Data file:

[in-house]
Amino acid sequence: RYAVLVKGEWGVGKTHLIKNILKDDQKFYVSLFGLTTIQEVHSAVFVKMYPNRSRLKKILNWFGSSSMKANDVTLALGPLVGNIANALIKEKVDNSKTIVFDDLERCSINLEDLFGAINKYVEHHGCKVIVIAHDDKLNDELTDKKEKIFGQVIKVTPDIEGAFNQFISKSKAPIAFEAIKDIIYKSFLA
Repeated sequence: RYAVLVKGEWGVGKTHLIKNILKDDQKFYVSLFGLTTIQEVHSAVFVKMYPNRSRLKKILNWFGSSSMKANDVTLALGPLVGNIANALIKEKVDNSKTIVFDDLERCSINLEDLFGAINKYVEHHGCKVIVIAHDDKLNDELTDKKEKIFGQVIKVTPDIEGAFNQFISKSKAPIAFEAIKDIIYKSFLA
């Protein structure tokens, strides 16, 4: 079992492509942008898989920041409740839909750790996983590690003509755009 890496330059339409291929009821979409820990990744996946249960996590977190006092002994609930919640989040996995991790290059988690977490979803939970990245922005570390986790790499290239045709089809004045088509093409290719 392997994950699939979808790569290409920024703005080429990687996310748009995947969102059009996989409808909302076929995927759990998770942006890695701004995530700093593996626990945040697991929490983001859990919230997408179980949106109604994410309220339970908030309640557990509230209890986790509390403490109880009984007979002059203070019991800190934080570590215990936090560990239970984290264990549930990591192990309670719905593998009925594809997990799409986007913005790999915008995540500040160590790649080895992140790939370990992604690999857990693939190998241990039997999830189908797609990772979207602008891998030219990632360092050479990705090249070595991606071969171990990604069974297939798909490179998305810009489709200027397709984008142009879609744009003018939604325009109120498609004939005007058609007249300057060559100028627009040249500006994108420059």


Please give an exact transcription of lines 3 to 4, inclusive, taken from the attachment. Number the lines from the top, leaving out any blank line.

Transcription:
Repeated sequence: RYAVLVKGEWGVGKTHLIKNILKDDQKFYVSLFGLTTIQEVHSAVFVKMYPNRSRLKKILNWFGSSSMKANDVTLALGPLVGNIANALIKEKVDNSKTIVFDDLERCSINLEDLFGAINKYVEHHGCKVIVIAHDDKLNDELTDKKEKIFGQVIKVTPDIEGAFNQFISKSKAPIAFEAIKDIIYKSFLA
């Protein structure tokens, strides 16, 4: 079992492509942008898989920041409740839909750790996983590690003509755009 890496330059339409291929009821979409820990990744996946249960996590977190006092002994609930919640989040996995991790290059988690977490979803939970990245922005570390986790790499290239045709089809004045088509093409290719 392997994950699939979808790569290409920024703005080429990687996310748009995947969102059009996989409808909302076929995927759990998770942006890695701004995530700093593996626990945040697991929490983001859990919230997408179980949106109604994410309220339970908030309640557990509230209890986790509390403490109880009984007979002059203070019991800190934080570590215990936090560990239970984290264990549930990591192990309670719905593998009925594809997990799409986007913005790999915008995540500040160590790649080895992140790939370990992604690999857990693939190998241990039997999830189908797609990772979207602008891998030219990632360092050479990705090249070595991606071969171990990604069974297939798909490179998305810009489709200027397709984008142009879609744009003018939604325009109120498609004939005007058609007249300057060559100028627009040249500006994108420059």